TK: There’s a photo on the internet of a young Marine corporal holding a sword in a training exercise. Is that a Marine sword he’s holding?
The Marine Corps swords are for ceremonial purposes only. We quit sword-fighting many years ago. We train with edged weapons—knives, bayonets—in judo, karate and hand-to-hand combat. I’ve got big collections of the Marine swords—officers, NCOs. I actually have an antique NCO sword made in 1860. There were very few made, and it took me about 10 years to find the one I have. Back in the day when Samuel Nicholas gathered us all together and put us on ships, we used broadswords, cutlasses—we sword-fought. That’s why we’re called “Leathernecks.” We had that leather collar around our necks so we wouldn’t get beheaded if pirates came on board. Barbary pirates were taking ships back then. That’s why the Marine Corps came into existence. A lot of people have never realized where the name “Leatherneck” came from.
TK: We had quite an April Fool’s joke the other day. A group posted an official-looking document on the internet saying that the Army was changing hats again. The announcement looked so authentic that it fooled a lot of people. The news purported that the Army was going from the black beret to the wide-brimmed Stetson, like those of the horse-cavalry of frontier days. A lot of the snake-eaters—the green beret Special Forces guys—were infuriated by what they thought was a real deal.
The Army should have gone to that hat a long time ago! That wide-brimmed cavalry Stetson is the best hat made. That’s no April Fool’s joke. The hat keeps out the sun and the rain. Even Smokey Bear wears a Stetson. I thought it was pretty strange back when some Army general decided, “These Green Beret guys are really motivated. So I’m going to have everybody wear a Beret.” And they went to the Black Beret for all soldiers, except the Airborne and Special Forces who had “earned, not issued” their maroon, tan and green berets.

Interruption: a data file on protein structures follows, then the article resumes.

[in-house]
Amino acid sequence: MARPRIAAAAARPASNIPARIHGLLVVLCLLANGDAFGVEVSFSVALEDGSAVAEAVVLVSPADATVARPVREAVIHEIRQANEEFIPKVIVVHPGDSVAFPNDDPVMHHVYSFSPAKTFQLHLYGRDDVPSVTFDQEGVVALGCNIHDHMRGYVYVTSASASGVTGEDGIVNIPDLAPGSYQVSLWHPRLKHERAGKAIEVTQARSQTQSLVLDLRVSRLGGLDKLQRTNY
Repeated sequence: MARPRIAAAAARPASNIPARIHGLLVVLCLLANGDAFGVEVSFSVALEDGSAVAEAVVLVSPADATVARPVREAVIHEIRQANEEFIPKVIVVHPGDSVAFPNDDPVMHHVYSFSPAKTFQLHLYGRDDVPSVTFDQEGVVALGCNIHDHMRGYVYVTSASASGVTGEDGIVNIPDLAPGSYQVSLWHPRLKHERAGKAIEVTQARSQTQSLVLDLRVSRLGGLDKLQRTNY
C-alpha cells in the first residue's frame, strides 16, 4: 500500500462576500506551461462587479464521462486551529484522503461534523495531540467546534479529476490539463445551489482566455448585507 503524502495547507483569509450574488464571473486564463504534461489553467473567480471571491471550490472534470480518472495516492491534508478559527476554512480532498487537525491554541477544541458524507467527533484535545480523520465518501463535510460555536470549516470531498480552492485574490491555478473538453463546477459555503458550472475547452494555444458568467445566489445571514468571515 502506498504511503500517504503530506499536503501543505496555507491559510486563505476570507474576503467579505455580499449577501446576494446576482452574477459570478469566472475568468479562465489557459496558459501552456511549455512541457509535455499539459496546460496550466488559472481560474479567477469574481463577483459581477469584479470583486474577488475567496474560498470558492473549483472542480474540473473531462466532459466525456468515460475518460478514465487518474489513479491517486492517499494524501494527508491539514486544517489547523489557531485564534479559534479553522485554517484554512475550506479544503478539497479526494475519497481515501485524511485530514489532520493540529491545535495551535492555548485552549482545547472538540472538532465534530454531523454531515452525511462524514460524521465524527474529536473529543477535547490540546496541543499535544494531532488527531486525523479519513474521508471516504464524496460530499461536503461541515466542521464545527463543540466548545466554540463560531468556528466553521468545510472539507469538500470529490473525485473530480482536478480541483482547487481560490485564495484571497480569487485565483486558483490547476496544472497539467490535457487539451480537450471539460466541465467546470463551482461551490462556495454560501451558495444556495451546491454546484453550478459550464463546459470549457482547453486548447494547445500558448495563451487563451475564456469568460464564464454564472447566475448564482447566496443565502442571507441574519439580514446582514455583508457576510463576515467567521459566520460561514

TK: How do you feel about the widely accepted practice of cutting meat with the knife on the bias and against the grain?
That goes all the way back to the mountain men, when they were working on a juicy buffalo hump or game like elk. Today you might get a juicier slice of steak or roast beef that way. For game, I cut the backstrap from the animal for the nicest, most-tender piece of meat you can get on any animal. Then I try to get the rest of the meat from the bone the easiest and quickest way possible. That goes into the grinder to be made into hamburger.
TK: Switchblade users continue to get a raw deal, don’t you think?
There has been some movement in a couple of states to legalize switchblades. The fact is they never should have been banned. What about the poor guy who only has one arm? Is he supposed to open the knife with his teeth? The Anti’s are ridiculous. There is a knife organization like the NRA that is fighting to keep knives legal: Knife Rights (www.kniferights.org). It’s a sad day to say I live in a country where we have to fight to keep knives legal. What will they outlaw next? Claw hammers?
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